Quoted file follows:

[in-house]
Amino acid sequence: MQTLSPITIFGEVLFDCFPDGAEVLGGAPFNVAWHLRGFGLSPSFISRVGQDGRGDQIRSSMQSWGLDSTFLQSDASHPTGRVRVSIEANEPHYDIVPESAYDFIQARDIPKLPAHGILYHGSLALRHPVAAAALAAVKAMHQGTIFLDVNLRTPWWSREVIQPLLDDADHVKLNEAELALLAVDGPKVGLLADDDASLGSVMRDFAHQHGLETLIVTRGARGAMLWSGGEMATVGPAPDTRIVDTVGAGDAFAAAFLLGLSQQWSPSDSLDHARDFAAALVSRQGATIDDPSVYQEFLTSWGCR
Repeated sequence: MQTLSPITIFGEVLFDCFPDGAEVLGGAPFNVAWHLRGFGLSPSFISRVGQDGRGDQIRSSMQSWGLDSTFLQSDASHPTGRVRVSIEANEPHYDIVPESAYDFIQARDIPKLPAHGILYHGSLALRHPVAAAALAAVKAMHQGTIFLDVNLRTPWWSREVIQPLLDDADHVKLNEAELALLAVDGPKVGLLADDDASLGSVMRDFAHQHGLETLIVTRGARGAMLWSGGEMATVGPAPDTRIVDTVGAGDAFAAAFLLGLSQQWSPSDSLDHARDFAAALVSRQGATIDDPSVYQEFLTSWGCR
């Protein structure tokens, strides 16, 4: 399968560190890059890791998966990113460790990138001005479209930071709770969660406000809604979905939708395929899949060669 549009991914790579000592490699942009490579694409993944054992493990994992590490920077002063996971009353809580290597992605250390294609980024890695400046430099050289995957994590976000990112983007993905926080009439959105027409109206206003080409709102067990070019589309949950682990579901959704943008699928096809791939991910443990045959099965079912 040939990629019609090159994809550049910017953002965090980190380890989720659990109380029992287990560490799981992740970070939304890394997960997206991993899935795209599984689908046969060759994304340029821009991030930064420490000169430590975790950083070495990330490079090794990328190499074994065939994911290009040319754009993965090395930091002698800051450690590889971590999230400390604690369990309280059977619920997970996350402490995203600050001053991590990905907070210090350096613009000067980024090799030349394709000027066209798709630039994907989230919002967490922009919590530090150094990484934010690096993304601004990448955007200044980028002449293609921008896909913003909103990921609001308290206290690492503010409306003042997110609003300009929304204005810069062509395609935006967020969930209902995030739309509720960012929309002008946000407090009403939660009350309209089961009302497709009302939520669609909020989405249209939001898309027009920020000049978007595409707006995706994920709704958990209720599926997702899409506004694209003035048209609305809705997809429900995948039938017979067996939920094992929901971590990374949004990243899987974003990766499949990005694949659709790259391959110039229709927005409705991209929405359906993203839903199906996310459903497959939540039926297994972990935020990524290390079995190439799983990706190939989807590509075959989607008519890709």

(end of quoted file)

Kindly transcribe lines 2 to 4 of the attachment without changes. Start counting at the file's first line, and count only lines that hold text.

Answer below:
Amino acid sequence: MQTLSPITIFGEVLFDCFPDGAEVLGGAPFNVAWHLRGFGLSPSFISRVGQDGRGDQIRSSMQSWGLDSTFLQSDASHPTGRVRVSIEANEPHYDIVPESAYDFIQARDIPKLPAHGILYHGSLALRHPVAAAALAAVKAMHQGTIFLDVNLRTPWWSREVIQPLLDDADHVKLNEAELALLAVDGPKVGLLADDDASLGSVMRDFAHQHGLETLIVTRGARGAMLWSGGEMATVGPAPDTRIVDTVGAGDAFAAAFLLGLSQQWSPSDSLDHARDFAAALVSRQGATIDDPSVYQEFLTSWGCR
Repeated sequence: MQTLSPITIFGEVLFDCFPDGAEVLGGAPFNVAWHLRGFGLSPSFISRVGQDGRGDQIRSSMQSWGLDSTFLQSDASHPTGRVRVSIEANEPHYDIVPESAYDFIQARDIPKLPAHGILYHGSLALRHPVAAAALAAVKAMHQGTIFLDVNLRTPWWSREVIQPLLDDADHVKLNEAELALLAVDGPKVGLLADDDASLGSVMRDFAHQHGLETLIVTRGARGAMLWSGGEMATVGPAPDTRIVDTVGAGDAFAAAFLLGLSQQWSPSDSLDHARDFAAALVSRQGATIDDPSVYQEFLTSWGCR
């Protein structure tokens, strides 16, 4: 399968560190890059890791998966990113460790990138001005479209930071709770969660406000809604979905939708395929899949060669 549009991914790579000592490699942009490579694409993944054992493990994992590490920077002063996971009353809580290597992605250390294609980024890695400046430099050289995957994590976000990112983007993905926080009439959105027409109206206003080409709102067990070019589309949950682990579901959704943008699928096809791939991910443990045959099965079912 040939990629019609090159994809550049910017953002965090980190380890989720659990109380029992287990560490799981992740970070939304890394997960997206991993899935795209599984689908046969060759994304340029821009991030930064420490000169430590975790950083070495990330490079090794990328190499074994065939994911290009040319754009993965090395930091002698800051450690590889971590999230400390604690369990309280059977619920997970996350402490995203600050001053991590990905907070210090350096613009000067980024090799030349394709000027066209798709630039994907989230919002967490922009919590530090150094990484934010690096993304601004990448955007200044980028002449293609921008896909913003909103990921609001308290206290690492503010409306003042997110609003300009929304204005810069062509395609935006967020969930209902995030739309509720960012929309002008946000407090009403939660009350309209089961009302497709009302939520669609909020989405249209939001898309027009920020000049978007595409707006995706994920709704958990209720599926997702899409506004694209003035048209609305809705997809429900995948039938017979067996939920094992929901971590990374949004990243899987974003990766499949990005694949659709790259391959110039229709927005409705991209929405359906993203839903199906996310459903497959939540039926297994972990935020990524290390079995190439799983990706190939989807590509075959989607008519890709």